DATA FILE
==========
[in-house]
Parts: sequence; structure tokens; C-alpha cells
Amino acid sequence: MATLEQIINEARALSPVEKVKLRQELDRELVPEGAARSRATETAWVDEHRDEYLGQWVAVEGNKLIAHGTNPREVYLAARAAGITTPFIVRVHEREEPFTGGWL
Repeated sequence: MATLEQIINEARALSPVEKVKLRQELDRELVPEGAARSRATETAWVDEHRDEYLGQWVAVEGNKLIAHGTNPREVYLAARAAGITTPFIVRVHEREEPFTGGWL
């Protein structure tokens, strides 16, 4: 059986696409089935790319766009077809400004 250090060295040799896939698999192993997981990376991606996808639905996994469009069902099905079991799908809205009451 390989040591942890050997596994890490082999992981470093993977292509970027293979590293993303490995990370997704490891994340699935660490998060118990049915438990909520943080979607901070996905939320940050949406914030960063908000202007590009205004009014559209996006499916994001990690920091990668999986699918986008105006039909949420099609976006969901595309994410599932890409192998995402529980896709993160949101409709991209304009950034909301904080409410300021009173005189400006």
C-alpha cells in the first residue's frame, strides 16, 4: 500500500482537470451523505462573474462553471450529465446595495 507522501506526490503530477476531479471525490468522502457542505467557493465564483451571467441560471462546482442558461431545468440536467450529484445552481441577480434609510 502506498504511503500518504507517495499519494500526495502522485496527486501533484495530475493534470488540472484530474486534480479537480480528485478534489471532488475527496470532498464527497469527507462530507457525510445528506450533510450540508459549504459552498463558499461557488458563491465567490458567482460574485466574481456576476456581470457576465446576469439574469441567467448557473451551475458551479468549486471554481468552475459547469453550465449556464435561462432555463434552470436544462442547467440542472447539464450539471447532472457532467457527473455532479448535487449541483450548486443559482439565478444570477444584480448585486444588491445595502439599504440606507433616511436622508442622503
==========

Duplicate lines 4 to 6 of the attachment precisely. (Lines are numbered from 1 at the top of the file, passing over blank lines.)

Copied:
Repeated sequence: MATLEQIINEARALSPVEKVKLRQELDRELVPEGAARSRATETAWVDEHRDEYLGQWVAVEGNKLIAHGTNPREVYLAARAAGITTPFIVRVHEREEPFTGGWL
């Protein structure tokens, strides 16, 4: 059986696409089935790319766009077809400004 250090060295040799896939698999192993997981990376991606996808639905996994469009069902099905079991799908809205009451 390989040591942890050997596994890490082999992981470093993977292509970027293979590293993303490995990370997704490891994340699935660490998060118990049915438990909520943080979607901070996905939320940050949406914030960063908000202007590009205004009014559209996006499916994001990690920091990668999986699918986008105006039909949420099609976006969901595309994410599932890409192998995402529980896709993160949101409709991209304009950034909301904080409410300021009173005189400006």
C-alpha cells in the first residue's frame, strides 16, 4: 500500500482537470451523505462573474462553471450529465446595495 507522501506526490503530477476531479471525490468522502457542505467557493465564483451571467441560471462546482442558461431545468440536467450529484445552481441577480434609510 502506498504511503500518504507517495499519494500526495502522485496527486501533484495530475493534470488540472484530474486534480479537480480528485478534489471532488475527496470532498464527497469527507462530507457525510445528506450533510450540508459549504459552498463558499461557488458563491465567490458567482460574485466574481456576476456581470457576465446576469439574469441567467448557473451551475458551479468549486471554481468552475459547469453550465449556464435561462432555463434552470436544462442547467440542472447539464450539471447532472457532467457527473455532479448535487449541483450548486443559482439565478444570477444584480448585486444588491445595502439599504440606507433616511436622508442622503